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Grass Roots Center Just Wilted Away

October 10, 1987|MIKE GRANBERRY | Times Staff Writer

SAN DIEGO — For exactly six years, the Grass Roots Cultural Center has been a meeting place for folk singers and revolutionaries, Communists and (please don't say this too loudly) a handful of quiet Republicans.

So what does this suggest? A lack of focus? A lack of coherence? Changing times, marked mainly by eclecticism in thought and action?

Maybe all of the above. For whatever reason, Grass Roots (which opened in October, 1981) will officially close on Thursday. Today marks the last public event offered by Grass Roots, which is next door to The Big Kitchen at Grape and 30th streets in Golden Hill.

On a recent sultry afternoon, English was being taught in a back room. A tiny whirring fan was blowing the edges of posters advertising everything from Central American awareness to lesbian fiction. Groups of refugees from Nicaragua, Mexico, Costa Rica, the Dominican Republic, Cambodia, Thailand, Laos and Syria peered intently at the writings of Chaucer and Dickens.

These people will still have their classes, but they're being moved to other places. It turns out that many of the scores of volunteers whose activism got started at Grass Roots have done just that--gone someplace else.

"I don't know why it's closing," said Donna White. "I just work here."

Books to Behold

White, 40, does more than just work at Grass Roots. Since last fall, she's coordinated its army of volunteers; since March, she's run its bookstore. The books alone are something to behold. Where else, on one shelf, can you find dissections of Marxist thought, how to help single fathers be better single fathers and help for women to learn more about their bodies and still come away with insight into why songwriters such as Holly Near and Jackson Browne write so politically?

White and others concede that eclecticism has been a Grass Roots virtue. In some respects, it now appears to be its downfall.

"Oh, you hear everything from (lack of) money to lack of volunteers," White said, saying she's over the grief of Grass Roots closing. "Let's just say its time has come."

Volunteer John Randall, 40, attributes the reason to lack of commitment.

"People seem to regard it as some kind of museum, which in some respects it is," Randall said. "But there's no money (Grass Roots is a nonprofit corporation, funded by donations), and there's no commitment. It's like the symphony. Everybody seems to think it's a tragedy that we don't have a working orchestra, or haven't had until recently, but nobody does anything about it, at least not much. Grass Roots, like so much in life, has been taken for granted."

Randall, who grew up in the "hippie" era, said liberals and radicals were "more coalesced" at one time but were never as much in sync as is the right, which he says is clearly in power now and on the verge of being deeply entrenched.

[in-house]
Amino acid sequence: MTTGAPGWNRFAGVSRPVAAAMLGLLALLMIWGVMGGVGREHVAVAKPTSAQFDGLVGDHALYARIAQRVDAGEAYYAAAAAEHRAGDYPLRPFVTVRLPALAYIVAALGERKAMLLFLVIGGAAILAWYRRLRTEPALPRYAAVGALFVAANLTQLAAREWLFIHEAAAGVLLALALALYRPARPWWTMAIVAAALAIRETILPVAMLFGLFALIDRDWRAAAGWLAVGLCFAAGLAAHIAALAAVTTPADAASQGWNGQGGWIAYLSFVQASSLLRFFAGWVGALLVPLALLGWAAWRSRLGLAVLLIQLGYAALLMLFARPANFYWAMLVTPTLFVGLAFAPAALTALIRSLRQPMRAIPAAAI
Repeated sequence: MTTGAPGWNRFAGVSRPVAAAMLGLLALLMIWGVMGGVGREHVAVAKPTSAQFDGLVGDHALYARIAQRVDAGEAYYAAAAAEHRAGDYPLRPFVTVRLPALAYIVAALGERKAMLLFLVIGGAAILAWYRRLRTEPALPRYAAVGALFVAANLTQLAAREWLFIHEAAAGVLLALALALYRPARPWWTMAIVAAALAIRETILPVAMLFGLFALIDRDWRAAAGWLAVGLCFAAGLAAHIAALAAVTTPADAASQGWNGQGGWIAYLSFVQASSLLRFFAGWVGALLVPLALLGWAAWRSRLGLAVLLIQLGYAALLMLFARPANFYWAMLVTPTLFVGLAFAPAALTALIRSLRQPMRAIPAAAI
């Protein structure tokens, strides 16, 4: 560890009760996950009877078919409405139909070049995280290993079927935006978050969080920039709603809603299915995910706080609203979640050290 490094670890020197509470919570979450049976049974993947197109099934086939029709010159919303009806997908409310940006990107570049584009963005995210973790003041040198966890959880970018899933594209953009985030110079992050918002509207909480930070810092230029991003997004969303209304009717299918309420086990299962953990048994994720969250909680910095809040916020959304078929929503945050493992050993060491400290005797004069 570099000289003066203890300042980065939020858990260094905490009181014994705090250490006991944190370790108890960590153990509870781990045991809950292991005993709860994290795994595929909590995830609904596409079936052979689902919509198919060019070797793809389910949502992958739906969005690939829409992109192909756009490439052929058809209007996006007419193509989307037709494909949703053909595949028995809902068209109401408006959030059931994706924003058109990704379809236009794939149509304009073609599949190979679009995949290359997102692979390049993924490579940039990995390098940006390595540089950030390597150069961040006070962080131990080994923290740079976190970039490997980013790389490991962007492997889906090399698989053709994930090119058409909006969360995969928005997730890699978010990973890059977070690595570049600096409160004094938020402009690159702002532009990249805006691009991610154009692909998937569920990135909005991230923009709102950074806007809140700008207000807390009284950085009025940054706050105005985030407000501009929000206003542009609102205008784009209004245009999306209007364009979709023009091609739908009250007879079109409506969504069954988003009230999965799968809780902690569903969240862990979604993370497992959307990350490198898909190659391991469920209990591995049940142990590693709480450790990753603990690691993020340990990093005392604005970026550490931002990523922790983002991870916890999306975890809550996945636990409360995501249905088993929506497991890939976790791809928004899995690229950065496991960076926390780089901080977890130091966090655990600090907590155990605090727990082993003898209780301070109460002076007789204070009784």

Unity of the Right

"I remember going places with my John Birch Society acquaintances when I was in college," he said. "They were always of one mind, one voice. Then I'd get together with liberal friends, and we'd hammer at each other like crazy. I've always admired and marveled at the monolithic thought processes of right-wingers. They have a unity that people like us just don't."

In recent years, Randall said, what unity the left may have had at one time has eroded even more. Society is more eclectic, he said, and more individual. He believes commitment and a sense of community "have been sacrificed, especially in a highly mobile city such as San Diego."

A look at a recent Grass Roots activities calendar extols the types of events offered at the center: "Ollie North Meets the Teachers," featuring show-and-tell discussions by schoolteachers who recently toured Nicaragua; "Deborah Liv Johnson in Concert" (another evening of politically inspired folk music); "Benefit for Kirstin Crabtree" (to raise money for legal expenses accrued by Crabtree, a UC San Diego student arrested for photographing an FBI agent at a job fair), and "AIDS and the Minority Community."

Fewer Volunteers

White said the decision to close Grass Roots was made by its five-member board of directors at a recent meeting. The board cited the dipping number of volunteers--down to 10 from an all-time high of 75; declining funds, and former members defecting, seemingly en masse , to opportunities elsewhere, whether personal, professional, political or a combination of all three.

"Everyone just got real active in other groups," White said. "Of course, some say this is the kind of thing happening to the left. And then others just don't know their left from their right."

"I've been calling people, telling them about the closing," Randall said. "Everyone seems to feel sick about it. They moan and wail and say, 'Oh, no, it can't be.' But no one feels bad enough to offer time, money or commitment."

White said Grass Roots had been valuable in offering a meeting place for activists and teachers, people wanting a cause.

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